Somewhere along the line, Sale have upset someone extremely important - quite possibly the Almighty himself. A month and a half ago, the English champions' forward pack played an international-laden Ospreys unit clean off the park in Swansea, only to run smack into the latest young genius to fall off the end of the fabled Welsh outside-half production line and lose the game in the dying seconds. Yesterday, those same forwards, minus a couple of potential world-beaters injured during the autumn Test series, reduced Stade Français to a state of purest panic in front of 45,000 Parisians before surrendering the initiative in circumstances almost too painful for words.
The English champions were a mere four points adrift and pressing hard after one of the more heroic second-half performances in Heineken Cup history when, two minutes from the end of normal time, the scrum-half Richard Wigglesworth spotted a three-on-one overlap on the short side of the pitch and flicked out what he hoped would be a scoring pass. There was a score from the pass, alright. A score for the other lot. Julien Saubade, a pain in the nether regions all afternoon, gambled on an interception, juggled the ball three times from one hand to the other and then disappeared into the wide blue yonder for the most heartbreaking of tries.
"If you ask me if I would have settled for the losing bonus point, I would have to say 'yes'," said Philippe Saint-André, the Sale director of rugby. "It was not the worst scenario going into our return match at Edgeley Park: something for us from the away game, and no fourth-try bonus for them. As it turns out, we have the worst-case scenario. I am proud of my players, of course - they performed with great courage and did not deserve the thing that happened to them at the end. But they were also naïve and at this level - a level equal to international rugby - naïvety costs everything."
Saint-André may have been the architect of the famous "try from the end of the earth" that gave France victory over the All Blacks in Auckland in 1994, but he is nobody's idea of a dreamboat fantasist. He understands more about the winning mentality than any English coach currently operating at the top end of the game, and that understanding tells him that three of the four tries scored by Stade here were wholly unnecessary. Sale were not expected to win, but the fact that they could have done and didn't will infuriate him more than any really serious thrashing they might have suffered.
At the heart of the visitors' effort to compensate for their missing legions - Charlie Hodgson and Chris Bell and Elvis Seveali'i, Andrew Sheridan and Jason White - were two of Saint-André's compatriots, the hooker Sébastien Bruno and the No 8 Sébastien Chabal, neither of whom feature in the World Cup plans of Bernard Laporte, the French national coach. If few people could work out the whys and wherefores of Laporte's position before the game, yesterday's events merely added to the mystery. Bruno was brilliant; Chabal was several times better. Between them, they put Sale on the front foot in back-foot territory and kept them there for maul after maul, ruck after ruck, tackle after tackle.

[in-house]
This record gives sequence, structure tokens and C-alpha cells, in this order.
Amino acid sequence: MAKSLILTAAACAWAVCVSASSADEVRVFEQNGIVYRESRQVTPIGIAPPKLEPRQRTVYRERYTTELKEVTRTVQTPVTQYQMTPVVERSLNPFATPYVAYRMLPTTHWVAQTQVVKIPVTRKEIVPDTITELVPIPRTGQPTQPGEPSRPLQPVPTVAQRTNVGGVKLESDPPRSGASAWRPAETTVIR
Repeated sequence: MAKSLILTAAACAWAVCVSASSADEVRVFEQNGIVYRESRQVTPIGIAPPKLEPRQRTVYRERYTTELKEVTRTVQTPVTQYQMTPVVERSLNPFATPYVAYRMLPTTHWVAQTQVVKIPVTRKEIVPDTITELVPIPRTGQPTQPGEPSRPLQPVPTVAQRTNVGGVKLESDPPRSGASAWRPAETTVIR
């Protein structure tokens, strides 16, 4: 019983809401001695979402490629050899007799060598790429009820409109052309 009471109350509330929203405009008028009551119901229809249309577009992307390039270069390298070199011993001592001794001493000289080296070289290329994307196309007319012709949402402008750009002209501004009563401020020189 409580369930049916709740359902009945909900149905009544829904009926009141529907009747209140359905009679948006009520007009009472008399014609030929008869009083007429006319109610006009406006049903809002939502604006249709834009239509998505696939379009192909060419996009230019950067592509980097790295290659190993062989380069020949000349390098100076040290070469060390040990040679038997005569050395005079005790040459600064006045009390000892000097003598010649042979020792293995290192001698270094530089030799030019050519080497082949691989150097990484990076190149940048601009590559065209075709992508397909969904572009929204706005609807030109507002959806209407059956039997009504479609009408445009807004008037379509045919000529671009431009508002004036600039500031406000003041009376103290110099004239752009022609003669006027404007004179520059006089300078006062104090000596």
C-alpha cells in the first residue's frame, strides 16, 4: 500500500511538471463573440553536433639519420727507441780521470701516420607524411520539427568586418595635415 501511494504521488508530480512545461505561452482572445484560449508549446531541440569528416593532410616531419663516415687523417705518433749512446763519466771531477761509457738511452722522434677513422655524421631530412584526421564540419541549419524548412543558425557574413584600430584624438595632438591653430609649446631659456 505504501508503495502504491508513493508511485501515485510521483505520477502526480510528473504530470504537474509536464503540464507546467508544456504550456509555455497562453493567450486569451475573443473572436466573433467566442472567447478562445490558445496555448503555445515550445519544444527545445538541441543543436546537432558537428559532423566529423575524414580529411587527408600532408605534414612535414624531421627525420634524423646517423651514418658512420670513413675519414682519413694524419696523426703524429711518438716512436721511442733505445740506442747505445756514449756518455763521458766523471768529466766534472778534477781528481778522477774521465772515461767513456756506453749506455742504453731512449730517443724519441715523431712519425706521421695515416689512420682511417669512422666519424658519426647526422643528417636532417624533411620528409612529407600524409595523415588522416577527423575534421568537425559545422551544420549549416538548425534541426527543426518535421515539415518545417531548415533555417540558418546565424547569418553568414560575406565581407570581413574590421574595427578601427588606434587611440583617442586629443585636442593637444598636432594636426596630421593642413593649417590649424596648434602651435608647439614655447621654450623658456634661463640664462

Sylvain Marconnet, that veritable Rolls-Royce of a loose-head prop with the low-slung suspension of a two-bit Citroën, felt the Bruno-Chabal force early on when he ran into both and finished a distant second. It was a statement of intent from the Sale forwards and, thus inspired, the likes of Chris Jones and Magnus Lund accompanied their colleagues every step of the way along the roughest of roads. There was no hesitancy of the kind that betrayed the Premiership club in their Heineken quarter-final against Biarritz last season. They brought everything they had to this party, and laid it on the table from the start.
Sure enough, they took an early lead through Daniel Larrechea's well-struck penalty. Frustratingly, they then messed up the restart, failed to nail Geoffroy Messina in the tackle and allowed Christophe Dominici, one of the great finishers of the last decade, a sniff of a five-pointer tight to the right touchline. Enough said. Ten minutes later, Saubade kicked behind Mark Cueto just as the Lions wing was pulling up with a hip injury and completed the try sufficiently adjacent to the sticks to allow the misfiring David Skrela a simple conversion. Four minutes after that, Dominici was away again, levitating rather than running and beating Jason Robinson all ends up.
A 40-point hiding off the back of a 17-6 half-time deficit did not seem fanciful, yet Sale redoubled their efforts at the eye of the storm and weathered it far better than their opponents. When Chabal intercepted a loose pass from Agustin Pichot and lorded his way to the line from fully 50 metres, anything and everything seemed possible.
Sadly for the visitors, what occurred was the very last thing they deserved. A crying shame? Saint-André thought so, and there was not a fair-minded soul in the French capital who had the heart to disagree.
Stade Français: Tries Dominici 2, Saubade 2; Conversions Skrela, Beauxis; Penalty Beauxis. Sale: Try Chabal; Conversion Thomas; Penalties Thomas 2, Larrechea.
Stade Français: J-M Hernandez; C Dominici (I Corleto, 40), G Messina, Mirco Bergamasco, J Saubade; D Skrela (L Beauxis, 60), J Fillol (A Pichot, 68); S Marconnet, M Blin (D Weber, 83), P de Villiers (Y Montes, 80), D Auradou (capt), M James (A Marchois, 53), Mauro
Bergamasco, P Radaban, S Parisse (A Burban, 60).
Sale: J Robinson (capt); M Cueto (M Taylor, 26), C Mayor, L Thomas, B Foden; D Larrechea (S Martens, 69), R Wigglesworth; E Roberts (L Faure, 53), S Bruno (A Titterrell, 64), S Turner (B Stewart, 68), C Jones, I Fernandez Lobbe (D Schofield, 53), J-M Fernandez Lobbe, M Lund, S Chabal (N Bonner-Evans, 72).
Referee: A Lewis (Ireland).Reuse content